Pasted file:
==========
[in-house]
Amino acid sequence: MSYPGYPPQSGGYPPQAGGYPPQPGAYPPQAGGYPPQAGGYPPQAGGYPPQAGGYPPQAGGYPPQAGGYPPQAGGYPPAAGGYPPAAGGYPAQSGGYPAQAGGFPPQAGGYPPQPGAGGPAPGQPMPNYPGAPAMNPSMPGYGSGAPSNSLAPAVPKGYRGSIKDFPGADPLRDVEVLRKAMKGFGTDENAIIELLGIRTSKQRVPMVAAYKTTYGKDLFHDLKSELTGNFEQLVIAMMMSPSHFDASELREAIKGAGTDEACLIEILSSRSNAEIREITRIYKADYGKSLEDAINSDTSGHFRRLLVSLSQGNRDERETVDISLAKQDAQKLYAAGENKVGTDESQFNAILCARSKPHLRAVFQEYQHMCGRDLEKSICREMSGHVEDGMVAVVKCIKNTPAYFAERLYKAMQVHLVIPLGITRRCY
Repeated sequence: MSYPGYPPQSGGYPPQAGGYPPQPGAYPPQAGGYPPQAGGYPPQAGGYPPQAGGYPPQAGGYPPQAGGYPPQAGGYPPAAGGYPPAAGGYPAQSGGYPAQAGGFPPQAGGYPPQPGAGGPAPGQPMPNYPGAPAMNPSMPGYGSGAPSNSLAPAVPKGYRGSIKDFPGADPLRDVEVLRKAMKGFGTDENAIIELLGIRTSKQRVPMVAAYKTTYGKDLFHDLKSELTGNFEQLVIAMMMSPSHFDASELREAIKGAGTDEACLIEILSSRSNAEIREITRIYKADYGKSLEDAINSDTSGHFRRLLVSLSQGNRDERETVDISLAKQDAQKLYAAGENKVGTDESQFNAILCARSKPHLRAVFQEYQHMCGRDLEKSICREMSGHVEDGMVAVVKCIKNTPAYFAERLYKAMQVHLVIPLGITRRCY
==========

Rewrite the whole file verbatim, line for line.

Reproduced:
[in-house]
Amino acid sequence: MSYPGYPPQSGGYPPQAGGYPPQPGAYPPQAGGYPPQAGGYPPQAGGYPPQAGGYPPQAGGYPPQAGGYPPQAGGYPPAAGGYPPAAGGYPAQSGGYPAQAGGFPPQAGGYPPQPGAGGPAPGQPMPNYPGAPAMNPSMPGYGSGAPSNSLAPAVPKGYRGSIKDFPGADPLRDVEVLRKAMKGFGTDENAIIELLGIRTSKQRVPMVAAYKTTYGKDLFHDLKSELTGNFEQLVIAMMMSPSHFDASELREAIKGAGTDEACLIEILSSRSNAEIREITRIYKADYGKSLEDAINSDTSGHFRRLLVSLSQGNRDERETVDISLAKQDAQKLYAAGENKVGTDESQFNAILCARSKPHLRAVFQEYQHMCGRDLEKSICREMSGHVEDGMVAVVKCIKNTPAYFAERLYKAMQVHLVIPLGITRRCY
Repeated sequence: MSYPGYPPQSGGYPPQAGGYPPQPGAYPPQAGGYPPQAGGYPPQAGGYPPQAGGYPPQAGGYPPQAGGYPPQAGGYPPAAGGYPPAAGGYPAQSGGYPAQAGGFPPQAGGYPPQPGAGGPAPGQPMPNYPGAPAMNPSMPGYGSGAPSNSLAPAVPKGYRGSIKDFPGADPLRDVEVLRKAMKGFGTDENAIIELLGIRTSKQRVPMVAAYKTTYGKDLFHDLKSELTGNFEQLVIAMMMSPSHFDASELREAIKGAGTDEACLIEILSSRSNAEIREITRIYKADYGKSLEDAINSDTSGHFRRLLVSLSQGNRDERETVDISLAKQDAQKLYAAGENKVGTDESQFNAILCARSKPHLRAVFQEYQHMCGRDLEKSICREMSGHVEDGMVAVVKCIKNTPAYFAERLYKAMQVHLVIPLGITRRCY